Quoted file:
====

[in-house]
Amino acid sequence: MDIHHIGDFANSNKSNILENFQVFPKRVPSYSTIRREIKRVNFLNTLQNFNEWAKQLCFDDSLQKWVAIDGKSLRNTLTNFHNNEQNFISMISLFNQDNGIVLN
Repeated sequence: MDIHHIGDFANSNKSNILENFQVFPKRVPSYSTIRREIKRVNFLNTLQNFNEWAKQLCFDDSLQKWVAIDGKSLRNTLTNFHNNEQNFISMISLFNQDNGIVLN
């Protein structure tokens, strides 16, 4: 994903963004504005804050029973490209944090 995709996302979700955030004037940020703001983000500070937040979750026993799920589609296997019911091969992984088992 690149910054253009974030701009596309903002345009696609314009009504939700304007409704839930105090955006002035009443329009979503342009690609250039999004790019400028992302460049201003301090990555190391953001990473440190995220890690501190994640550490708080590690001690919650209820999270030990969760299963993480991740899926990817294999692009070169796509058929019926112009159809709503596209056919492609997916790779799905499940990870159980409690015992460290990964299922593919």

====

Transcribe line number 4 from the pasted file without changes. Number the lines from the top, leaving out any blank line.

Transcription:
């Protein structure tokens, strides 16, 4: 994903963004504005804050029973490209944090 995709996302979700955030004037940020703001983000500070937040979750026993799920589609296997019911091969992984088992 690149910054253009974030701009596309903002345009696609314009009504939700304007409704839930105090955006002035009443329009979503342009690609250039999004790019400028992302460049201003301090990555190391953001990473440190995220890690501190994640550490708080590690001690919650209820999270030990969760299963993480991740899926990817294999692009070169796509058929019926112009159809709503596209056919492609997916790779799905499940990870159980409690015992460290990964299922593919």